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Profile of the Day: Charles Goodyear

Do you have inventors in your family tree? On this day in 1800, inventor and chemist Charles Goodyear was born in New Haven, Connecticut. Goodyear invented the process of vulcanization, which revolutionized the rubber industry.

Image: Charles Goodyear / Library of Congress

Goodyear was the eldest of six children born to Amasa Goodyear and Cynthia Bateman. His third great grandfather, Stephen Goodyear, was one of the founders of the colony of New Haven in 1638.

After his family’s hardware store went bankrupt, Goodyear set his sights on becoming an inventor. At 33, he began experimenting with gum elastic, a natural rubber found in Brazil. The revolutionary substance had sparked a “rubber fever” throughout the country. However, its sticky and gooey texture made it difficult to work with. Goodyear spent years experimenting with the material to make it more reliable and stable for industrial use. He accidentally discovered the process of vulcanization when he dropped a piece of the natural rubber mixed with sulfuric acid onto a hot stove. He patented his discovery in 1844 and showcased it at exhibitions. The amazing new discovery of vulcanized rubber would be used to manufacture a wide variety of goods and become an important component in tires, roofs, floors, and more.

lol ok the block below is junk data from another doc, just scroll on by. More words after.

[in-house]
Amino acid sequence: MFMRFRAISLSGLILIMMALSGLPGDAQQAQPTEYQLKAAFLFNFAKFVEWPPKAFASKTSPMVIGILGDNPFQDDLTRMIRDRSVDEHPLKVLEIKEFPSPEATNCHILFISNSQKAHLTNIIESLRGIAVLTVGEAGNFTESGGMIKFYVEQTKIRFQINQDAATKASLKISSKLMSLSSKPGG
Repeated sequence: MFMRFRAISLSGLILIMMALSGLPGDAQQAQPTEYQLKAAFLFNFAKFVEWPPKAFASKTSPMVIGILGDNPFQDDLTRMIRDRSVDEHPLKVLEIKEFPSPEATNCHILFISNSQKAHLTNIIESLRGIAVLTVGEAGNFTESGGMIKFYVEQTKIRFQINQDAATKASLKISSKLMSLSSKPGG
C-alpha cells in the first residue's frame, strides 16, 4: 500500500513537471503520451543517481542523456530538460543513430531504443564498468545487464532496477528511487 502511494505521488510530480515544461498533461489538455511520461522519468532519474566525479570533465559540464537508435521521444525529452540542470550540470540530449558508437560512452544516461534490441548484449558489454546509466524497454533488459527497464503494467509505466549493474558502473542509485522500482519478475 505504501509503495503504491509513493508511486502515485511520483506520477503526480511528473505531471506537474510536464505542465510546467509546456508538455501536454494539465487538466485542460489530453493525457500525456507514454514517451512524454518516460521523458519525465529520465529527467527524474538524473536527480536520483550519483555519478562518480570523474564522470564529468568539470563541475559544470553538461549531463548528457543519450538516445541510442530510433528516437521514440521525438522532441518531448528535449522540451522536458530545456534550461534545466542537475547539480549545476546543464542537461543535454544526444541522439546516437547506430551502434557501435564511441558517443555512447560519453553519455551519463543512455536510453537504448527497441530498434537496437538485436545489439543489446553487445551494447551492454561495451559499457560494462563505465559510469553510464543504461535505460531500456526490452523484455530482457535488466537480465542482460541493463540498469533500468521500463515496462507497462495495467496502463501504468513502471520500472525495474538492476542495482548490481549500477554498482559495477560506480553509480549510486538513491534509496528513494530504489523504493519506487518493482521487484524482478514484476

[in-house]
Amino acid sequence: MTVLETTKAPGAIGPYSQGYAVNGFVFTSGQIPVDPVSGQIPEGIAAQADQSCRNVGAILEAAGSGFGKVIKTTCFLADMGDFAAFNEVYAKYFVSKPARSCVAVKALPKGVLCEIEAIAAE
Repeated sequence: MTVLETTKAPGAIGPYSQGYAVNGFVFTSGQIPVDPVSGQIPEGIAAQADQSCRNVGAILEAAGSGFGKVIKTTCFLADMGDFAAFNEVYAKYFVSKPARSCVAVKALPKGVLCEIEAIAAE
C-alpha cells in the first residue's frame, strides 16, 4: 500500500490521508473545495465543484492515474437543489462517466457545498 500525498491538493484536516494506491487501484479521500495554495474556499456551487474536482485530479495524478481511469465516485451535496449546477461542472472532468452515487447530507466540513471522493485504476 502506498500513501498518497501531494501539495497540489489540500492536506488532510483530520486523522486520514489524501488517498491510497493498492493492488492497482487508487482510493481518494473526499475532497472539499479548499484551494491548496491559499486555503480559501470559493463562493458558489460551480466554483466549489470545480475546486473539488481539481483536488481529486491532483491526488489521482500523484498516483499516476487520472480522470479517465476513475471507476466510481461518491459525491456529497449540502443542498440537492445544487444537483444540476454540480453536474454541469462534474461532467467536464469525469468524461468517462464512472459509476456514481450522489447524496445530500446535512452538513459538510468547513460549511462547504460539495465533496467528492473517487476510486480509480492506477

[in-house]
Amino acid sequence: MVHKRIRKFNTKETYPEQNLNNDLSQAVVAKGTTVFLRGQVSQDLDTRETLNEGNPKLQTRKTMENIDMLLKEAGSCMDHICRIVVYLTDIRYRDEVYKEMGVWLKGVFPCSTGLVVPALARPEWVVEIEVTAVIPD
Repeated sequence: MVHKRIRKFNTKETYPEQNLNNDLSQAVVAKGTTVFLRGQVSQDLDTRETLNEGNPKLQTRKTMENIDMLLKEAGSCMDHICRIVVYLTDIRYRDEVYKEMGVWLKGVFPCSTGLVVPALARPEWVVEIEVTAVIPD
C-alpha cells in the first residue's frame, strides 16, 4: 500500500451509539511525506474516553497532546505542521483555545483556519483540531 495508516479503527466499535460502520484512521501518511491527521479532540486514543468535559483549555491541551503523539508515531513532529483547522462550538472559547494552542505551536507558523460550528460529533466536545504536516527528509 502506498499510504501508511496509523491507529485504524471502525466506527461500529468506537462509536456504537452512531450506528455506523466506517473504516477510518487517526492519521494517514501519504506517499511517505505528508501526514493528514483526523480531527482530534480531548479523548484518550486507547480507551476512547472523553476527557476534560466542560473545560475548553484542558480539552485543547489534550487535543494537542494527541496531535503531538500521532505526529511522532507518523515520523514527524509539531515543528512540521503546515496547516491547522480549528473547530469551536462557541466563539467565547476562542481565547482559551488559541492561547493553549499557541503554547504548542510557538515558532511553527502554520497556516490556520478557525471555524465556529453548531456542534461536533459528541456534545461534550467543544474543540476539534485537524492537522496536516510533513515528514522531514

Goodyear died on July 1, 1860 at the age of 59.

View Charles Goodyear’s Geni Profile

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The post Profile of the Day: Charles Goodyear first appeared on The Geni Blog.


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